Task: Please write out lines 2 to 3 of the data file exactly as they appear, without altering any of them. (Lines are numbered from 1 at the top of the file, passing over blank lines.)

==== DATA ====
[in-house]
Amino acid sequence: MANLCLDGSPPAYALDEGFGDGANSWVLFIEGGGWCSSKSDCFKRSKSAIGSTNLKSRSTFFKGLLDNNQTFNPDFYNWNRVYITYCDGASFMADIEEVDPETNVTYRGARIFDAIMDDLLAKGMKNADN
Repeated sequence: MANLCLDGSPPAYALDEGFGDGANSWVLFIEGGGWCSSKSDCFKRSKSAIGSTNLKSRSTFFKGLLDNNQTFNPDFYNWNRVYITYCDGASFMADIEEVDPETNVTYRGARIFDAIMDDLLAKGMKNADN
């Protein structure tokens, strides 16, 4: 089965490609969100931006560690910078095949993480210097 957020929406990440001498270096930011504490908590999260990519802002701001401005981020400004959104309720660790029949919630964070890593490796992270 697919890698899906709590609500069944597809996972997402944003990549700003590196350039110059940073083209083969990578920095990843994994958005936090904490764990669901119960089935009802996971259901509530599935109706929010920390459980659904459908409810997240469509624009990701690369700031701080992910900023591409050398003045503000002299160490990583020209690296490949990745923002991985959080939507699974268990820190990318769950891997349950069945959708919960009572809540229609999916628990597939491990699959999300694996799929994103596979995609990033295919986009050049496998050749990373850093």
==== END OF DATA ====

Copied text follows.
Amino acid sequence: MANLCLDGSPPAYALDEGFGDGANSWVLFIEGGGWCSSKSDCFKRSKSAIGSTNLKSRSTFFKGLLDNNQTFNPDFYNWNRVYITYCDGASFMADIEEVDPETNVTYRGARIFDAIMDDLLAKGMKNADN
Repeated sequence: MANLCLDGSPPAYALDEGFGDGANSWVLFIEGGGWCSSKSDCFKRSKSAIGSTNLKSRSTFFKGLLDNNQTFNPDFYNWNRVYITYCDGASFMADIEEVDPETNVTYRGARIFDAIMDDLLAKGMKNADN